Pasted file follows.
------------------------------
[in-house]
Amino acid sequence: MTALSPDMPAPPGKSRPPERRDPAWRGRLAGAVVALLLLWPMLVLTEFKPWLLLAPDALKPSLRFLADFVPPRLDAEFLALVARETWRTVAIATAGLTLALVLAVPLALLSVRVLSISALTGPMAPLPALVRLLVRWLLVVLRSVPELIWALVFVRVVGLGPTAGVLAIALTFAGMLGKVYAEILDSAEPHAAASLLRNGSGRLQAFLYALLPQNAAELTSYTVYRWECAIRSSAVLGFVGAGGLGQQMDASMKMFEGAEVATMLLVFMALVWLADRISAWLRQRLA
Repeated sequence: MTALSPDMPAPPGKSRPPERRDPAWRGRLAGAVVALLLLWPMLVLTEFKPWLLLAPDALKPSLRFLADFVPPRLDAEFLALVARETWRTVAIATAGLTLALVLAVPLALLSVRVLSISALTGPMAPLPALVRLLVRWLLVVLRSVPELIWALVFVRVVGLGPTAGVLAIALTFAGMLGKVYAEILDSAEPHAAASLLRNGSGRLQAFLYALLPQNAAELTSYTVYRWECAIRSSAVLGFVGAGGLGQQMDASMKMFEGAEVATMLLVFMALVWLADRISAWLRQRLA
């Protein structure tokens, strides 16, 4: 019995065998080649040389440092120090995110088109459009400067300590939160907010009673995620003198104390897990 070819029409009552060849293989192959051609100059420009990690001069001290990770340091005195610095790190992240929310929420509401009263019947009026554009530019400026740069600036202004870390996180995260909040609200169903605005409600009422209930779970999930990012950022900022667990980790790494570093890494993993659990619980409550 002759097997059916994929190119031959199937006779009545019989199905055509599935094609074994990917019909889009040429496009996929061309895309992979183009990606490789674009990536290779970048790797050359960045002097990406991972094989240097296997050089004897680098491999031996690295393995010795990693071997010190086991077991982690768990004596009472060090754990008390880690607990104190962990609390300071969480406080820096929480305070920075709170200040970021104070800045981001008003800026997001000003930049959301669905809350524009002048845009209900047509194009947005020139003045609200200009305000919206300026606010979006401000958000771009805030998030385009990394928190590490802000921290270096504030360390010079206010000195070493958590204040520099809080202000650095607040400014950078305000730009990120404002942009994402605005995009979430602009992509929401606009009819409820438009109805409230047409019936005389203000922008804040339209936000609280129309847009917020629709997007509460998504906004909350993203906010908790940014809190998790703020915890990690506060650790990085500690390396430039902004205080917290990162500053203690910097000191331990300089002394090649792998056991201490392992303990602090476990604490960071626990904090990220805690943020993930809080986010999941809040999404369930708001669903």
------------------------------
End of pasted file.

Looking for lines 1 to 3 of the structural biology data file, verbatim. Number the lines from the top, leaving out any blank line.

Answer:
[in-house]
Amino acid sequence: MTALSPDMPAPPGKSRPPERRDPAWRGRLAGAVVALLLLWPMLVLTEFKPWLLLAPDALKPSLRFLADFVPPRLDAEFLALVARETWRTVAIATAGLTLALVLAVPLALLSVRVLSISALTGPMAPLPALVRLLVRWLLVVLRSVPELIWALVFVRVVGLGPTAGVLAIALTFAGMLGKVYAEILDSAEPHAAASLLRNGSGRLQAFLYALLPQNAAELTSYTVYRWECAIRSSAVLGFVGAGGLGQQMDASMKMFEGAEVATMLLVFMALVWLADRISAWLRQRLA
Repeated sequence: MTALSPDMPAPPGKSRPPERRDPAWRGRLAGAVVALLLLWPMLVLTEFKPWLLLAPDALKPSLRFLADFVPPRLDAEFLALVARETWRTVAIATAGLTLALVLAVPLALLSVRVLSISALTGPMAPLPALVRLLVRWLLVVLRSVPELIWALVFVRVVGLGPTAGVLAIALTFAGMLGKVYAEILDSAEPHAAASLLRNGSGRLQAFLYALLPQNAAELTSYTVYRWECAIRSSAVLGFVGAGGLGQQMDASMKMFEGAEVATMLLVFMALVWLADRISAWLRQRLA